We often get the question in broad strokes, what is the best copier? This isn’t really a question that can be answered without looking at a few things first. By the end of this you will know more about what factors can help you get the best copier for your business based on or 15+ years in the copier business.
One of the first parts of the consideration is what manufacturer to choose. We will be speaking about some brands we can support and some brands we don’t support, while trying to be fair to all the brands (you never know, we may start selling another brand some day, and no need to create enemies). This is a subjective list based on our own experiences, so we cannot claim 100% accuracy on this.
With that being said, the brands that seem to have the highly quality product to us: (We bolded brands we sell to be clear)
- Ricoh (including Savin and Lanier)
Brands that use name recognition to sell a lot of product:
Brands who seem to use value to sell their products:
- Konica Minolta (We only do these on a limited basis)
Brands having the biggest issues we have seen with supply constraints currently
- Konica Minolta (Toner factories have even burned down where they had to rebuild
- All others, in some form or fashion, no company has been immune to this.
Brands Who Primarily Sell Through Local Dealers
- Konica Minolta
- Kyocera (and sub brand Copystar)
Brands who sell some through dealers and a significant amount online or through big box
So, you start with the dealer part because this is generally how you will get service. If you are purchasing a brand, who sells most online, then you may have issues if the dealer isn’t a platinum partner (or whatever class the manufacturer requires to be at the highest sales tier. Xerox, for example, does a mixed approach where the biggest percentage of their sales of 11 x 17 copiers is through dealers, but the letter legal are more like 50/50 (from our best guess).
So, if you are buying a Xerox, it would help to know how the dealer plans to support the copier. If it was a Canon, you would know the dealer is required to have technicians so there isn’t really a question with Canon copiers.
You are concerned about this because this is how the copier is taken care of. If the dealer isn’t able to get service, what happens when it breaks? At that point, how good of a copier is it?
Now if you are buying on price, Canon would normally be a bad choice. Kyocera might work well in that situation. Howver, since we don’t sell Kyocera, we are likely to argue the service history of Canon vs Kyocera to get you as a client. Yet, we have a bias. So, you will have to decide how you feel about one vs the other. We cannot tell you who to buy from, but we can explain what we do and how we plan to serve you are our client.
The next factor to consider is speed. There are two parts of speed to think about. One is warm up time and the other is pages per minute. A 60 page per minute copier is often slower for small print jobs (5 pages) than a 35 page per minute copier because many of the “slower” copiers are warm faster and start the printing faster. Of course, the longer the job, the less the warm up time matters.
If copier A has a warm up time of 15 seconds and a per page speed of 60 pages a minute and copier B had a warm up time of 6 seconds and a page per minute speed of 30 pages per minute, the math looks like this for a 10 page print job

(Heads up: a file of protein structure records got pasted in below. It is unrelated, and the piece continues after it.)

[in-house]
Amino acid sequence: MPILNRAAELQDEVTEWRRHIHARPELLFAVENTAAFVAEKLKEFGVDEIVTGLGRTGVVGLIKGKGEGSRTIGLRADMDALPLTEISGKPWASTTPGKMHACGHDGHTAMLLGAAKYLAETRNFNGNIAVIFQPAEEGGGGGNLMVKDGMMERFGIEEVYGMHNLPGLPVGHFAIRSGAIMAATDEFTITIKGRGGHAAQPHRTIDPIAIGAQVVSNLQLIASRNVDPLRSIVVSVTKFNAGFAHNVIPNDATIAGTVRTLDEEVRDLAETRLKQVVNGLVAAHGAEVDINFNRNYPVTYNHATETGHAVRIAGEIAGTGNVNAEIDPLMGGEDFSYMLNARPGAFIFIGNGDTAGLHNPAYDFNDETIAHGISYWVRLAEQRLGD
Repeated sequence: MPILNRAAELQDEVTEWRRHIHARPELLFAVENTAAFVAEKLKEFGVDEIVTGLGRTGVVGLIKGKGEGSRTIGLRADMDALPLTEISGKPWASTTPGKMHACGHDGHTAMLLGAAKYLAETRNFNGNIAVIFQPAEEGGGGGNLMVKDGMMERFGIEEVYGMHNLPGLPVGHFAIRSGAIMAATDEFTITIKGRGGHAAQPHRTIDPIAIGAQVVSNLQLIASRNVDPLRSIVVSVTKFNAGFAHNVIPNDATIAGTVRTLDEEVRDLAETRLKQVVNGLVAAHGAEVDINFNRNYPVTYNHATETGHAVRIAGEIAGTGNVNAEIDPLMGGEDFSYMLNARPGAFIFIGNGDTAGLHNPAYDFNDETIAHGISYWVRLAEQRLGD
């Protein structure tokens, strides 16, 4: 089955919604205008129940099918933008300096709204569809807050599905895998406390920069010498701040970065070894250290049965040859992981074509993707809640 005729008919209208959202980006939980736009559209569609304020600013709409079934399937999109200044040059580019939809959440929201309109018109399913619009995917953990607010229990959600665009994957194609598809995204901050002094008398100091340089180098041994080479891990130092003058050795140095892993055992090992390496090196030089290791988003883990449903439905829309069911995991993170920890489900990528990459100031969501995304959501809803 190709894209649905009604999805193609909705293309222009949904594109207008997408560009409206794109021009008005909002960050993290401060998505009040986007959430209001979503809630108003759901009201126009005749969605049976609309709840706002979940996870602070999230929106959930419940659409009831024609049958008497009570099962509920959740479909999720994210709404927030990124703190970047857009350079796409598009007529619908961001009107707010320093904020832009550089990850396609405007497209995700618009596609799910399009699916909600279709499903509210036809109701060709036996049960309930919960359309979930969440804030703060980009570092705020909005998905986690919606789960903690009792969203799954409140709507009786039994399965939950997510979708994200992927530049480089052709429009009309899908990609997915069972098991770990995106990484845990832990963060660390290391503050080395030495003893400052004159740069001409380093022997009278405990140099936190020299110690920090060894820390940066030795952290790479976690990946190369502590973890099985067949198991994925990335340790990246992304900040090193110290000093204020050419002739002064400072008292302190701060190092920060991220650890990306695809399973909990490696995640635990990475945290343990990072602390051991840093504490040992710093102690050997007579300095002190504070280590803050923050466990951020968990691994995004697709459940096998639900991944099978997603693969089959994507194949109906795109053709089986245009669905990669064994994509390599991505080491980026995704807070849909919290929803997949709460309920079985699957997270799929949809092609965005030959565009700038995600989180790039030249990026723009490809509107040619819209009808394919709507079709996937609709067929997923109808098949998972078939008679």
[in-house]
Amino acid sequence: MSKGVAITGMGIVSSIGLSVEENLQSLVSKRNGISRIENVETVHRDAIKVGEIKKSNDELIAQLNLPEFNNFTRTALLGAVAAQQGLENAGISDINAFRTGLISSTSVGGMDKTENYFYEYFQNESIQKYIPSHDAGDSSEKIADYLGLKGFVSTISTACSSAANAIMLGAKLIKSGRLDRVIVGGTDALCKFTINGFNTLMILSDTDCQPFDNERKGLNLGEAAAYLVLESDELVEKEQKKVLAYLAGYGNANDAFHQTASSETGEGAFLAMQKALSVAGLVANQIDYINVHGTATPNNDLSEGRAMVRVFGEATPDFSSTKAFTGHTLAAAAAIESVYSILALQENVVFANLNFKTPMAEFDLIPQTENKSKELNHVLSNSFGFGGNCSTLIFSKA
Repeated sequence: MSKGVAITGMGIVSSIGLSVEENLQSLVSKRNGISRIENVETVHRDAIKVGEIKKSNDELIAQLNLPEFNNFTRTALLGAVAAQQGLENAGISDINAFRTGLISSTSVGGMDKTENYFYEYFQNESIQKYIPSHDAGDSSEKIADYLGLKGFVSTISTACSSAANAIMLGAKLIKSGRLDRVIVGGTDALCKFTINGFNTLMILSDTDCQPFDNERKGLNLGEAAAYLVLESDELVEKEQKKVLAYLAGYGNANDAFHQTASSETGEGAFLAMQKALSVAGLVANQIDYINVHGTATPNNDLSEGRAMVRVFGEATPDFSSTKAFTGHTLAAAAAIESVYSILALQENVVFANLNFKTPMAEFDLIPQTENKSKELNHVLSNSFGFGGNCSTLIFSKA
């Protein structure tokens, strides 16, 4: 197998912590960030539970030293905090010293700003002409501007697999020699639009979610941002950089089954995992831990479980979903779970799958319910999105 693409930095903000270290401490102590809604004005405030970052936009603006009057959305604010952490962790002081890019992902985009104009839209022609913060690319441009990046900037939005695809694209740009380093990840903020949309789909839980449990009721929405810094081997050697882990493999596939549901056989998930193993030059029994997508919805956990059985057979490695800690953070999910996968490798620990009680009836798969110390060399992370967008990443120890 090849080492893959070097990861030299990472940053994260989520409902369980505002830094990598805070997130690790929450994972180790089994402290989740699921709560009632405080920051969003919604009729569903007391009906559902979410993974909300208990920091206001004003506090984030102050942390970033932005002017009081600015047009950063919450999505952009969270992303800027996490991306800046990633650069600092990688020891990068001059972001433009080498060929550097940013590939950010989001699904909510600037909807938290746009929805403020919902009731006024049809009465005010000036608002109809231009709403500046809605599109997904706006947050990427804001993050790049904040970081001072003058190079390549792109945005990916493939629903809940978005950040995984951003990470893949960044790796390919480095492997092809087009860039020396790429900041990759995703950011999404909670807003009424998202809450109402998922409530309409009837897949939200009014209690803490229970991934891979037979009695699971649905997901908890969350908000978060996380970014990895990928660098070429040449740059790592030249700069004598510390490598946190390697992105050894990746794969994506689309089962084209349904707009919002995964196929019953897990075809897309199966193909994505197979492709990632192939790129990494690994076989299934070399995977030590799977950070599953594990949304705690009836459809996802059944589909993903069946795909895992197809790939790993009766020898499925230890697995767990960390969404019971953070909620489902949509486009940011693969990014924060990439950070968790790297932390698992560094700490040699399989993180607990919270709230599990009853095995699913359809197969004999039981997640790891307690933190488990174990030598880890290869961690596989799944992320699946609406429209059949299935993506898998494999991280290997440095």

- Copier A – 15s + (10/60)*60 = 25 seconds to completion
- Copier B – 6 + (10/30)*60 = 26 seconds to completion
This is more or less the length of print job where speed will intersect. Meaning, if you consistently do print jobs less than 10 pages, the 30 page per minute copier is faster, and if you normally do jobs over 10 pages – the 60 page per minute copier is faster.
Like speed, there are two main parts to pricing. Unit cost and the supplies/maintenance costs. In these cases, you will factor both to get a Total Cost of Ownership (TCO) – this will vary based on usage because the amount of supplies vary based on usage.
Let’s take an example –
If you print a lot (call it 10,000 pages a month), and the copier you are looking at is a cheaper HP rather than one of their enterprise level copiers or another brand, maybe the cost of the unit is appealing. Let’s say you see the 45 page per minute printer for $900. Now when you work out the supplies cost, for a black and white, it is 2.5 cents a page. Not bad, right? Well, this is where it can get interesting.
Copier B is offered. This one is $5,000 and not $900. The plus is it is a penny a page rather than 2.5 cents. How would the TCO work over time?
- Copier A – $900 + (10000*.025*60) = $15,900 total cost over 5 years (60 months, the common term for copiers in the industry)
- Copier B – $5,000 + (10,000*.01*60) = $11,000 total cost over 5 years.
In this case, getting the better copier saves nearly $5000. Now let’s reverse the math to benefit the other copier. Now we will switch to 1000 pages a month. What’s the new TCO’s?
- Copier A – $900 + (1000*.025*60) = $2400
- Copier B – $5000 + (1000*.01*60) = $5600
Now the second copier costs thousands more. This is why your rep should be trying to figure out what your print volumes are if they care about helping you get the best deal.
These are the main parts involved in getting a great copier deal. We hope we can help you find the perfect copier for your office. Give is a call if you want to learn more about getting the perfect copier for your office!
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